Draft grades can sting or they can thrill you, but they certainly aren’t a reliable metric for what your team did. We just saw the Falcons assemble an eight man class that I think is generally pretty well-liked, so the real purpose of looking at outside grades is removing any homerism and/or earned cynicism from the mix.
Below, you’ll find a roundup of snap grades from a few outlets who have published theirs. Generally speaking, folks are bullish on this draft class, as you’d expect given the praise we saw for the picks as they were made.
The combination of London and Kyle Pitts should give a needed boost to the Falcons’ passing game. General manager Terry Fontenot addressed the team’s other major need on Day 2, strengthening a poor pass rush with Ebiketie and Malone, while also landing an athletic second-level defender in Andersen and smartly nabbing a potential future starter in Ridder.
Allgeier’s a solid pick but they could have met other needs with their first Day 3 selection. Shaffer lumbers a bit but can move the line of scrimmage. FitzPatrick wasn’t used enough at Georgia but has the potential to be a fine pass-catcher. Their defensive tackle group could use a strong undrafted free agent addition.
The Skinny: They took Drake London with their first pick, which will pay off, and wisely waited to take a quarterback in Ridder. He will be a good one and eventually be their guy.
GM Terry Fontenot understood how desperately the Falcons needed to infuse high-end defensive tackle to his roster. And he did that. Day 2 was tremendous for Atlanta, and London was my WR1 in this class. Desmond Ridder in Round 3 was awesome value, and DeAngelo Malone has sky-high upside. The later picks were shaky.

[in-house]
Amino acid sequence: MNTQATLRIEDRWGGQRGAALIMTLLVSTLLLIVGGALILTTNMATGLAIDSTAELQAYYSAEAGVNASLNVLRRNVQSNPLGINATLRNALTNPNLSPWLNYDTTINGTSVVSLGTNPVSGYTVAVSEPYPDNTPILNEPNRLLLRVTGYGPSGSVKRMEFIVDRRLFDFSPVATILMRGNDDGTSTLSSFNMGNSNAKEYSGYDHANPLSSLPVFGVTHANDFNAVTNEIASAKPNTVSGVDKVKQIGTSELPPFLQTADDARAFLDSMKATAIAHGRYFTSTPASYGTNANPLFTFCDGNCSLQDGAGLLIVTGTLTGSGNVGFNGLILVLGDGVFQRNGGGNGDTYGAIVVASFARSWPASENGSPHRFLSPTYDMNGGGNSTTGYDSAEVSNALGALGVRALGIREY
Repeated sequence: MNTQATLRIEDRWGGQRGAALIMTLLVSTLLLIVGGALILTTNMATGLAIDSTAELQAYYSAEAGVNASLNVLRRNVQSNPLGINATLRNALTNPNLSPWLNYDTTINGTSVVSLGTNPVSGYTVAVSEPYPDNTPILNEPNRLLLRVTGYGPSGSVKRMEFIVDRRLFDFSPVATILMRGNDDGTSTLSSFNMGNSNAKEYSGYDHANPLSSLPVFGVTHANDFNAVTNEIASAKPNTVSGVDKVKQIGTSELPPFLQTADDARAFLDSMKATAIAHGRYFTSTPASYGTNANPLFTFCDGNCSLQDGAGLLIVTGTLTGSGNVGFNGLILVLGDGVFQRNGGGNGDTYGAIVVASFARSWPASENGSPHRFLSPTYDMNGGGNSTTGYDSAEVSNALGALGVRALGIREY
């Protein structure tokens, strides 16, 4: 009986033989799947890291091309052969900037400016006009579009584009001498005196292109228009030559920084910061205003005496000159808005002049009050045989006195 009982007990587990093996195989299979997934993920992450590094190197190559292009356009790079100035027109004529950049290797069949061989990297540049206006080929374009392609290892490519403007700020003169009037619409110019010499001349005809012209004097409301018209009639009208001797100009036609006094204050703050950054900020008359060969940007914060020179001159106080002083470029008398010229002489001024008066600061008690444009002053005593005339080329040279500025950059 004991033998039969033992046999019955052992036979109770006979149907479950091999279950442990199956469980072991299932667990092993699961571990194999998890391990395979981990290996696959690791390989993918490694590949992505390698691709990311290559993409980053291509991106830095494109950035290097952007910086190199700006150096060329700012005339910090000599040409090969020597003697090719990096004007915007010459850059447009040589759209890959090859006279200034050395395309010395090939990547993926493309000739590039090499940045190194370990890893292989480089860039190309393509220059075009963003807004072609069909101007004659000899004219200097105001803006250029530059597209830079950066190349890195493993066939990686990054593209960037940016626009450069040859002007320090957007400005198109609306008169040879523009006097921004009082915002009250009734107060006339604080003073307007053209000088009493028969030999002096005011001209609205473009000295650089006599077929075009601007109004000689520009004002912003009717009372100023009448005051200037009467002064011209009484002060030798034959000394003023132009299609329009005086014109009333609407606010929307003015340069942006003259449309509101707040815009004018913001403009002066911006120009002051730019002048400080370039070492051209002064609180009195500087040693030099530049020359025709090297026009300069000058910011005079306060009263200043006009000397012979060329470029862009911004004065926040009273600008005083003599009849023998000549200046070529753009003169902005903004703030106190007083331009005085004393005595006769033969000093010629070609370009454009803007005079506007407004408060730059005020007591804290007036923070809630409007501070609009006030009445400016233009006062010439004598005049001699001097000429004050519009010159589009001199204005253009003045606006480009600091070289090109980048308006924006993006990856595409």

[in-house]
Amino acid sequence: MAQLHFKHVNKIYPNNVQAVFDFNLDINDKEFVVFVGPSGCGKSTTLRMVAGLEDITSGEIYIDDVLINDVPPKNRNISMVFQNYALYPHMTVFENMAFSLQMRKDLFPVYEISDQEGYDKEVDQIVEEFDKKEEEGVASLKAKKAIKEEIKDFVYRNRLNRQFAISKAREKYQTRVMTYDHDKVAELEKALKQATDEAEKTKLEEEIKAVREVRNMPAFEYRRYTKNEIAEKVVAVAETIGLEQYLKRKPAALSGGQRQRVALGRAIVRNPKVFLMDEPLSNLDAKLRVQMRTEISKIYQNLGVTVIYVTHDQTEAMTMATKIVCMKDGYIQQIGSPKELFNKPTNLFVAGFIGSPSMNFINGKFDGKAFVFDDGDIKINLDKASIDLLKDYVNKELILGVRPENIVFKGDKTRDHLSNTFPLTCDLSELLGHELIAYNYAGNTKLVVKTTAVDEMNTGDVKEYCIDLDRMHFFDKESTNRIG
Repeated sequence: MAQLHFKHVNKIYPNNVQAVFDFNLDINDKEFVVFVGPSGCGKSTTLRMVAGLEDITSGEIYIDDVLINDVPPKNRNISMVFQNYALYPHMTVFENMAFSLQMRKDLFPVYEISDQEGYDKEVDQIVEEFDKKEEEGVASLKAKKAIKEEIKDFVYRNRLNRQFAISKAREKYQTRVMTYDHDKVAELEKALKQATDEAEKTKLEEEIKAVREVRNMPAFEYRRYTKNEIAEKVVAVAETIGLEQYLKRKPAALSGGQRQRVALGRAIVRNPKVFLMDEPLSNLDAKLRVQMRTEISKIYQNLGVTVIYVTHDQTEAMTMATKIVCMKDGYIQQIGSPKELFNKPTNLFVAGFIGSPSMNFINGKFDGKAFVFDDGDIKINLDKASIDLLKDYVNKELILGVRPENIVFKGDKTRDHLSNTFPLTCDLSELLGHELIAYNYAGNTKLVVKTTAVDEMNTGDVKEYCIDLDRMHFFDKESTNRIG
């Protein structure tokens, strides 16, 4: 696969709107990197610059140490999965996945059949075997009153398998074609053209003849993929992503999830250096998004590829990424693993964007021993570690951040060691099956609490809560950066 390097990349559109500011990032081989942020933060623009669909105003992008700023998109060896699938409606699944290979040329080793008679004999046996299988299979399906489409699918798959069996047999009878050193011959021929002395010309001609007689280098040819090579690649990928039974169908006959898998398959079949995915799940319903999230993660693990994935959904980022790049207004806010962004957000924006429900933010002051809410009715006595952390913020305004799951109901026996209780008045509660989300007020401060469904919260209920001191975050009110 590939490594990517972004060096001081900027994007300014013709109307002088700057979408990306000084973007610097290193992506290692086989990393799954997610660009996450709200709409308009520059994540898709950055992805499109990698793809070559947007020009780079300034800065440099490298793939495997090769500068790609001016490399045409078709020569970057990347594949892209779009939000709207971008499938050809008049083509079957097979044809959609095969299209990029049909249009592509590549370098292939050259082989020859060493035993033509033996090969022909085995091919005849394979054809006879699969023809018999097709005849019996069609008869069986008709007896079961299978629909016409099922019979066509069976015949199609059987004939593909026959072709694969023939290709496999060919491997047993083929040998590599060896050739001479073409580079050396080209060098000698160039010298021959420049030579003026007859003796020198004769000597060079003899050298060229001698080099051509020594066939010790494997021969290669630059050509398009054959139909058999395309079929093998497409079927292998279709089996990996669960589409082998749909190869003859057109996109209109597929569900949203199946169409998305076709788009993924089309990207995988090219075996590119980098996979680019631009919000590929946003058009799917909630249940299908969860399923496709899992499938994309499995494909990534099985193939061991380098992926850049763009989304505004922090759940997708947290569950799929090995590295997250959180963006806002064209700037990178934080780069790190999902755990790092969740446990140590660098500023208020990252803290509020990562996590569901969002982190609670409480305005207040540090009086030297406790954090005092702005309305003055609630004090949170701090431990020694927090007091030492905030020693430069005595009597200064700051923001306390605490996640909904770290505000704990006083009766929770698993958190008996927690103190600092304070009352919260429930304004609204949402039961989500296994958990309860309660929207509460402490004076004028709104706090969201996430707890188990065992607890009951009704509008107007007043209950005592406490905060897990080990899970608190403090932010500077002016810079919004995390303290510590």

The Falcons receiving corps badly needed an infusion of talent, and London should provide a nice boost. A lot has been made about his ability to separate because of how much of his production came in contested-catch situations (FBS-high 17 contested catches in 2021). But that’s not all he brings to the table — he can create separation underneath, and he was productive after the catch for the Trojans. His 22 missed tackles forced after the catch last year — in just eight games before injury — is a top-five mark in this class.
The Falcons should be applauded for not forcing a quarterback in the first round. Going into the season with Marcus Mariota isn’t all that exciting, but adding a jumbo receiver in Drake London will make his life easier. London was the top receiver among a talented class on the B/R big board.
I think Drake London will be a really good NFL player, and maybe the Falcons have the capabilities to use him right now. Both Marcus Mariota and Ridder are on-time throwers who succeed more regularly with a defined system. But London can reward quarterbacks who can buy themselves time, re-set and throw the deep ball, which Mariota and Ridder can both do. Ridder was especially impressive in finding more time within tight spaces. The Falcons’ offensive skill position set reminds me a bit of the middle years of Cam Newton’s time with the Patriots. Most of the weapons are taller with a larger catch radius and can dominate mismatches. Ebiketie has a heavy first punch and while his own momentum can be used against him sometimes, he is an example of the depth of this edge-rushing class.
There’s no doubt GM Terry Fontenot addressed all the team’s glaring needs, going down the line with wide receiver, pass rusher and an active tackling replacement for Foyesade Oluokun. The bonus was still getting a borderline first-round passing prospect to groom well behind Marcus Mariota, to whom Ridder has similar athletic and intangible traits. Allgeier was a much-needed power back, too. The drop from a “A” is tied to London being such a potential bust vs. the true top three wideouts in the class.
The most interesting pick may have been Desmond Ridder, who fell to Atlanta as the draft quarterbacks plummeted down the board. Ridder will need time to diagnose NFL defenses, and he’s got some accuracy issues to clean up, but he’s got Good Alex Smith potential. The Falcons had needs everywhere, and did a pretty good job of plugging all those holes.
Throw those red-zone fades after pairing leapers London and Kyle Pitts as the past two years’ first-rounders. Two pass-rushers in the first three rounds was smart. Stole the second quarterback, Ridder, at No. 74 to play a similar style to starter Marcus Mariota.